Data from Danish cards suggests that spending was down 0.2% in November compared to November last year. This is an improvement from October, when spending was down 3.4% annually. Adjusting for prices and energy use, real consumption fell 6.4% in November – an improvement from -9.7% y/y in October.
If you don’t do it right, Christmas shopping goes awry both in name and in reality. Average spending at non-grocery stores fell 4.9% in the period from November 12 to December 12, compared to the same period last year.
Holiday shopping weakness continues to be most evident in home goods, with furniture store spending down 10.5%, electronics spending down 16.3% and DIY spending down 7.8% compared to last year’s Christmas shopping period. This largely reflects the increase in spending in these categories during the crisis, and compared to 2019 only the consumption of furniture is lower now in the period in question.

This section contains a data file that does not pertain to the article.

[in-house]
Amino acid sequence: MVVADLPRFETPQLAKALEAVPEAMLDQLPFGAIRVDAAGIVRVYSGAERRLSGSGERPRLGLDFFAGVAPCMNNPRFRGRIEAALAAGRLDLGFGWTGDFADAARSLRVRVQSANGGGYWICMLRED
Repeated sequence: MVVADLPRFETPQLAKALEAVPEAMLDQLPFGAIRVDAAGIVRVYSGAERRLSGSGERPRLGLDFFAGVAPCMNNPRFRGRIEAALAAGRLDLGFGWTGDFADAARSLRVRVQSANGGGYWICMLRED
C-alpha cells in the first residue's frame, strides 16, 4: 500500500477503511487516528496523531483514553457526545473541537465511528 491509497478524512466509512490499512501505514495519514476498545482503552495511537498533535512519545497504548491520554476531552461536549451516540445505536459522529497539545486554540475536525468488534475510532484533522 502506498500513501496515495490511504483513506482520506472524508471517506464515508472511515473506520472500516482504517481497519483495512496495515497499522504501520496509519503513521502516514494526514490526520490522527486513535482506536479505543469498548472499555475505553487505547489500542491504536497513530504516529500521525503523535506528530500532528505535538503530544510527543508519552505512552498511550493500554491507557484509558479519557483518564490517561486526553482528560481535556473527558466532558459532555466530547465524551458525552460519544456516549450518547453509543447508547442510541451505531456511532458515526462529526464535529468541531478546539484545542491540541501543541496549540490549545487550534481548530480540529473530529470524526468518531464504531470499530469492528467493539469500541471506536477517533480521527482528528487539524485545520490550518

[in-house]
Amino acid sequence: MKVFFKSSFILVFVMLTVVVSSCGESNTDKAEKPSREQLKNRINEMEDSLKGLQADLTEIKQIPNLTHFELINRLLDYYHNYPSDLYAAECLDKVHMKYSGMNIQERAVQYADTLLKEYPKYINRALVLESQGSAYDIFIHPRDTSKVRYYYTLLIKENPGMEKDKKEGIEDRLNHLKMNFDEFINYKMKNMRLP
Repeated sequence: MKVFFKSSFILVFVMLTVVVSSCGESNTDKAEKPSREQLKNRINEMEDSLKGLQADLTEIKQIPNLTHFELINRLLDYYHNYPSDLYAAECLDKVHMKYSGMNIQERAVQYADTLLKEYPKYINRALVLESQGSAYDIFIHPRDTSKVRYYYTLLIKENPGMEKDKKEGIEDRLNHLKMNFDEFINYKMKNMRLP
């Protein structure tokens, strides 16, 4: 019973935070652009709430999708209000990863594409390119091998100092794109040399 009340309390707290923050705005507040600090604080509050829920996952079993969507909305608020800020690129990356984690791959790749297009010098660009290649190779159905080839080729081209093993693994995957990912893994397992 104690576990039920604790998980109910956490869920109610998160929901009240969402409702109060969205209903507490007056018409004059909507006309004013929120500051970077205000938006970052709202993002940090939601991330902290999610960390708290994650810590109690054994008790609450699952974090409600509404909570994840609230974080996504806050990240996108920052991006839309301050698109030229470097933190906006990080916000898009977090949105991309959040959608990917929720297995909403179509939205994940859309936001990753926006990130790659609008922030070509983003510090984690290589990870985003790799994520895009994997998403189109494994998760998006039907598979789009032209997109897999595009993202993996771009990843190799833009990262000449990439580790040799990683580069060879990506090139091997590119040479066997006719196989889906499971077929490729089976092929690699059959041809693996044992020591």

Apparel stores have seen holiday spending down 2.6% year-to-date compared to last year. With prices up 3.3% compared to last year, this is a dramatic drop from other sales categories. Likewise, we saw a 3.2% increase in cosmetics spending, indicating that personalized sales will continue to improve.
Even better, service consumption rose last week, with restaurant spending up 5.1% over the holiday period last year. Spending on theaters and concert halls increased by 24% and tourist attractions by 16.1%. Society is more open this holiday season, allowing for higher social spending.
Download the Full Spending Monitor